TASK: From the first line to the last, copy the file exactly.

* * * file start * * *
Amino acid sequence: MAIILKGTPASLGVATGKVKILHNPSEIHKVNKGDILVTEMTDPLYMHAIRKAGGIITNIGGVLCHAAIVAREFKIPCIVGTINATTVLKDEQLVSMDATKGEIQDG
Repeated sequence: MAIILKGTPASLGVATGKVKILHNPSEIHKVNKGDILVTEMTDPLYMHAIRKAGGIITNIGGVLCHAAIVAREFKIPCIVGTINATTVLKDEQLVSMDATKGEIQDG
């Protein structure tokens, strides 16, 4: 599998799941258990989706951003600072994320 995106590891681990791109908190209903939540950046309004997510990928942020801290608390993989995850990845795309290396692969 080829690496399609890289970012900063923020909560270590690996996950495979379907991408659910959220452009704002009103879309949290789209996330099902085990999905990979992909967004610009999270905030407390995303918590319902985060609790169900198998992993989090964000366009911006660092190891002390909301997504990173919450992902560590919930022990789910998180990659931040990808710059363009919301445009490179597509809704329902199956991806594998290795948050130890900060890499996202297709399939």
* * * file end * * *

Amino acid sequence: MAIILKGTPASLGVATGKVKILHNPSEIHKVNKGDILVTEMTDPLYMHAIRKAGGIITNIGGVLCHAAIVAREFKIPCIVGTINATTVLKDEQLVSMDATKGEIQDG
Repeated sequence: MAIILKGTPASLGVATGKVKILHNPSEIHKVNKGDILVTEMTDPLYMHAIRKAGGIITNIGGVLCHAAIVAREFKIPCIVGTINATTVLKDEQLVSMDATKGEIQDG
């Protein structure tokens, strides 16, 4: 599998799941258990989706951003600072994320 995106590891681990791109908190209903939540950046309004997510990928942020801290608390993989995850990845795309290396692969 080829690496399609890289970012900063923020909560270590690996996950495979379907991408659910959220452009704002009103879309949290789209996330099902085990999905990979992909967004610009999270905030407390995303918590319902985060609790169900198998992993989090964000366009911006660092190891002390909301997504990173919450992902560590919930022990789910998180990659931040990808710059363009919301445009490179597509809704329902199956991806594998290795948050130890900060890499996202297709399939």